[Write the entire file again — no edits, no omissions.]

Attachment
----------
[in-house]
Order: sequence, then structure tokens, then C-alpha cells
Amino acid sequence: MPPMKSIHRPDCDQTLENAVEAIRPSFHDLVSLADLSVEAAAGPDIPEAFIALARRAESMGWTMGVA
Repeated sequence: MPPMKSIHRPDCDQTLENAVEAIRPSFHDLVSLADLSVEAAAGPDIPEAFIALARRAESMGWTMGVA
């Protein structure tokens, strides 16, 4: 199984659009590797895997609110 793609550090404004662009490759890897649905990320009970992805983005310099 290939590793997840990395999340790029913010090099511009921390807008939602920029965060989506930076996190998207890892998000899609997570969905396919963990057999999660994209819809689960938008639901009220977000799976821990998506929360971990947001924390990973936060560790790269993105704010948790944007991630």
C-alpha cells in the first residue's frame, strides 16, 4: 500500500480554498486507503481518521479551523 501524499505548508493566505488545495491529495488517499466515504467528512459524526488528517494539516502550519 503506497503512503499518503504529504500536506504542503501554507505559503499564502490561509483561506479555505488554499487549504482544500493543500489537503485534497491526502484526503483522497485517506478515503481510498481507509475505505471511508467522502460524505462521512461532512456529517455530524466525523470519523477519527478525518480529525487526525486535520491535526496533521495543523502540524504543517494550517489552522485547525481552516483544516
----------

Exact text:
[in-house]
Order: sequence, then structure tokens, then C-alpha cells
Amino acid sequence: MPPMKSIHRPDCDQTLENAVEAIRPSFHDLVSLADLSVEAAAGPDIPEAFIALARRAESMGWTMGVA
Repeated sequence: MPPMKSIHRPDCDQTLENAVEAIRPSFHDLVSLADLSVEAAAGPDIPEAFIALARRAESMGWTMGVA
């Protein structure tokens, strides 16, 4: 199984659009590797895997609110 793609550090404004662009490759890897649905990320009970992805983005310099 290939590793997840990395999340790029913010090099511009921390807008939602920029965060989506930076996190998207890892998000899609997570969905396919963990057999999660994209819809689960938008639901009220977000799976821990998506929360971990947001924390990973936060560790790269993105704010948790944007991630």
C-alpha cells in the first residue's frame, strides 16, 4: 500500500480554498486507503481518521479551523 501524499505548508493566505488545495491529495488517499466515504467528512459524526488528517494539516502550519 503506497503512503499518503504529504500536506504542503501554507505559503499564502490561509483561506479555505488554499487549504482544500493543500489537503485534497491526502484526503483522497485517506478515503481510498481507509475505505471511508467522502460524505462521512461532512456529517455530524466525523470519523477519527478525518480529525487526525486535520491535526496533521495543523502540524504543517494550517489552522485547525481552516483544516